Celebrating almost 60 years since its formation, Compass Agricultural Alliance (CAA) - formerly the Darkan Farm Advisory Service - has survived and thrived on the evolution of farming in this southern wheatbelt district and now proudly represents third-generation farming members.
As one of Australia's oldest grower groups, CAA began life as part of a push by The University of Western Australia academic Dr Henry Schapper to form advisory groups throughout WA's agricultural region. CAA is now one of the only remaining groups from that era.
According to one of the group's early consultants, Bob Hall AM, these advisory groups were the genesis of the farm consultancy service throughout the state.
Responding to member needs
Mr Hall, who continues to work with the grower group, believes the success of CAA over such a long period has been its ability to respond to the needs of its member base.
"Prior to the collapse of the wool price in the early 1990s, only around 20 per cent of this country was cropped," Mr Hall says.
"After that time, to make the budget work, many people would sell an aged group of wethers for cash flow, and they would substitute the wethers for crop."
Mr Hall says at the time of the group's formation, there wasn't a crop spraying machine owned by anyone in the shire.
These days it is a very different story and the group has recently run a series of GRDC-invested sprayer calibration workshops to help growers maximise sprayer efficiency on broadacre crops.
CAA president Steven Hulse says the group's priorities no longer lie with livestock profitability alone and almost half of the group's resources are allocated to increasing grower productivity in the grains sector.
"Looking at the data from our most recent survey in 2019, almost 50 per cent of land use in this West Arthur Shire is now used for grain production," Steven says.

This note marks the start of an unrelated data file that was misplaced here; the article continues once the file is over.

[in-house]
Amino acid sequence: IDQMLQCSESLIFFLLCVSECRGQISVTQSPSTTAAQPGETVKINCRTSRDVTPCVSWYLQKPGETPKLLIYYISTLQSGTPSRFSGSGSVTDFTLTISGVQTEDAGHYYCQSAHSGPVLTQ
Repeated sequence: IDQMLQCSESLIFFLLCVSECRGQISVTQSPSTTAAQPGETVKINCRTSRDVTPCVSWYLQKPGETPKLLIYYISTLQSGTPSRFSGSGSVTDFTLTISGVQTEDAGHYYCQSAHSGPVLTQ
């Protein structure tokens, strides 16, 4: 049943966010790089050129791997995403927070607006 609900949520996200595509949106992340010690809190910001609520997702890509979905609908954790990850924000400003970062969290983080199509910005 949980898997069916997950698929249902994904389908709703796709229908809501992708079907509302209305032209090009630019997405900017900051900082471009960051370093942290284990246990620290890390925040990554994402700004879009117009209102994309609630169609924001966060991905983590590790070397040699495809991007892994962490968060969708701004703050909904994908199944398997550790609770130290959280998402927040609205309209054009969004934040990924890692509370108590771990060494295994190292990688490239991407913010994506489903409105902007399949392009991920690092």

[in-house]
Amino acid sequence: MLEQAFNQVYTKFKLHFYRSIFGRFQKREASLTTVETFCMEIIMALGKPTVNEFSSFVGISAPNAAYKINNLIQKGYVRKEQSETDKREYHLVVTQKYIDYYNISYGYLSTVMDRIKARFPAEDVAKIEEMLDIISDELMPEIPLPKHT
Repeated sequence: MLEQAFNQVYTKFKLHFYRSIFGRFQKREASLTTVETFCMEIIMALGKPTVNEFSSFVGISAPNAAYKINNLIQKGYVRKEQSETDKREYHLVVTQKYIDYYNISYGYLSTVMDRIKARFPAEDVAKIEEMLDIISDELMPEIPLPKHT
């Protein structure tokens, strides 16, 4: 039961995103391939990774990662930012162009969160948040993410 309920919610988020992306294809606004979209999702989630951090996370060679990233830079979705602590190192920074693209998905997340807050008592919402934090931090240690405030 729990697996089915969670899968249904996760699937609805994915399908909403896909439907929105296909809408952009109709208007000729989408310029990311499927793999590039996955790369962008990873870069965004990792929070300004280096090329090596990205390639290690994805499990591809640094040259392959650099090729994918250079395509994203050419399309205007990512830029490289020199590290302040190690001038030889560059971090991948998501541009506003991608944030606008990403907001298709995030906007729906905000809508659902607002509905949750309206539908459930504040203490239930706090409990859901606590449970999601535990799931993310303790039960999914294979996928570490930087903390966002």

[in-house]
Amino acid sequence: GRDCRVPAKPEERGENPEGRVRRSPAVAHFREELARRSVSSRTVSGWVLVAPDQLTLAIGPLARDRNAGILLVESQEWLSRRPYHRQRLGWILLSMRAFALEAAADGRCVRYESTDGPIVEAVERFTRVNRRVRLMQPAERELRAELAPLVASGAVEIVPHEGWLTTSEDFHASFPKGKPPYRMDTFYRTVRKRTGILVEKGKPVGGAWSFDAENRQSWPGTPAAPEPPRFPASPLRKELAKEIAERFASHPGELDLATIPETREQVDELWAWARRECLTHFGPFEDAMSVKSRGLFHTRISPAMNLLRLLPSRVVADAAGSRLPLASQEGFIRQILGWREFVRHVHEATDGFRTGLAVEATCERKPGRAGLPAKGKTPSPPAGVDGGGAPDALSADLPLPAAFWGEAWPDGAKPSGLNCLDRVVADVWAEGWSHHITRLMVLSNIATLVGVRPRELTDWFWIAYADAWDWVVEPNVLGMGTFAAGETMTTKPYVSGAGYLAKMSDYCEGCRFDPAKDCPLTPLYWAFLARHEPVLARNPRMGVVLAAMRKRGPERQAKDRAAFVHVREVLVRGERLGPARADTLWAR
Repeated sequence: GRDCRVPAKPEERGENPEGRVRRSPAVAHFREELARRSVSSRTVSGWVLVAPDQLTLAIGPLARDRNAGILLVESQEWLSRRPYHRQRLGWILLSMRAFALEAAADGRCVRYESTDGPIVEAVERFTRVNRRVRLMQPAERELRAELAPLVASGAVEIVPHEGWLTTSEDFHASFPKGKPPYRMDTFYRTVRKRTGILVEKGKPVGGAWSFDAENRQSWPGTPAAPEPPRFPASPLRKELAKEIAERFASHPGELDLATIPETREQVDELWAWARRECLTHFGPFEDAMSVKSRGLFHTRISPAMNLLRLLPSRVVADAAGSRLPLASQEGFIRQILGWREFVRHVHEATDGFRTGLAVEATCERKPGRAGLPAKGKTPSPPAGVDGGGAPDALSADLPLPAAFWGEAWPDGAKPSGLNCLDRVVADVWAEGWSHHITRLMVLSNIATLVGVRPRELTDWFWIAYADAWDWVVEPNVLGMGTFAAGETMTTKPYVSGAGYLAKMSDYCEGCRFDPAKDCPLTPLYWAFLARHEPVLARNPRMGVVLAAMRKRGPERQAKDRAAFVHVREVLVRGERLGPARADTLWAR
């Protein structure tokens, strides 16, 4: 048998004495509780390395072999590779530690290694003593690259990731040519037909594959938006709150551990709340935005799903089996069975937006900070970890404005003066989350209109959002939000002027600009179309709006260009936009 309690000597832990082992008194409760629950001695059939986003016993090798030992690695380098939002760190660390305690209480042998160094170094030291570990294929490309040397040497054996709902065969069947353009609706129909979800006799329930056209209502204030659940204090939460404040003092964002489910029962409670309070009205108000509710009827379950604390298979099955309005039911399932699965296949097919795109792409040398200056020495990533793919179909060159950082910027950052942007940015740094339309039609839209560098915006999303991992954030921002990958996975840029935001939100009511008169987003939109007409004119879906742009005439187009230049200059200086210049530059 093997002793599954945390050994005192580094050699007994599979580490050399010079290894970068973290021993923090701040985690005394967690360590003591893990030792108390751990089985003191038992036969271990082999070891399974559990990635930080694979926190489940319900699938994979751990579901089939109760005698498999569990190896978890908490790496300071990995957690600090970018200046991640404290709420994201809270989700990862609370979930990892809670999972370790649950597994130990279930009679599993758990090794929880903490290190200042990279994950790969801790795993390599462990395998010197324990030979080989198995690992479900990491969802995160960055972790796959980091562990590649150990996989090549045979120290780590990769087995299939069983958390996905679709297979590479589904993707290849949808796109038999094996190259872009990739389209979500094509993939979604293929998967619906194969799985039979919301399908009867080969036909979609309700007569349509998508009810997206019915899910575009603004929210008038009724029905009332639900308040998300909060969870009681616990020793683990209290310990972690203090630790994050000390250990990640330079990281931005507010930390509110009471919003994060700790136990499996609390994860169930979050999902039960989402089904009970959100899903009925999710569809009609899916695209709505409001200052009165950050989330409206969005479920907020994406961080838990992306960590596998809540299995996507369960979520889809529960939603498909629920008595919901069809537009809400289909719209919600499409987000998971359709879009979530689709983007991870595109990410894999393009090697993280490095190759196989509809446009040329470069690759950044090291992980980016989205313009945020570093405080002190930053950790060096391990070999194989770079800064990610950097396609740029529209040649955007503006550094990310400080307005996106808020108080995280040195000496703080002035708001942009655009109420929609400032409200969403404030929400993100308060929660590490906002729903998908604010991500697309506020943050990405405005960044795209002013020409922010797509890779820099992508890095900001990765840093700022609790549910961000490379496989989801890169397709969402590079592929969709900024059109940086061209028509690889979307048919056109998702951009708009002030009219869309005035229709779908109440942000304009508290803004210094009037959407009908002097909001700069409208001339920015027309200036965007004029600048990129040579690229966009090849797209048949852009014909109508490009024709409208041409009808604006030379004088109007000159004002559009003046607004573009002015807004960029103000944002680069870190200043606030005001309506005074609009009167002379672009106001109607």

"But it is likely that this will not increase further, given that some of our paddocks are unsuitable for cropping."
Almost 50 per cent of land use in this West Arthur Shire is now used for grain production.
Soil type limits production potential
Based in a region dominated by forest gravel soils, this area in WA's southern wheatbelt regularly receives more than 500 millimetres in annual rainfall, yet crop production potential has been limited by this challenging soil type.
Steven says growers are now looking to match rainfall with yield potential. But understanding the limitations of plant available nutrients, water repellency and compaction in these soils has been a challenge for many.
With the move into increased grain production in this very specific and difficult soil type, researchers are also very interested in helping growers achieve the most from these gravel soils.
A GRDC-invested research project managed by the University of WA's Soils West group is hoping to understand how ironstone gravel particles change plant available water and act as a buffer for phosphorus supply.
GRDC Research Code UWA1906-008RTX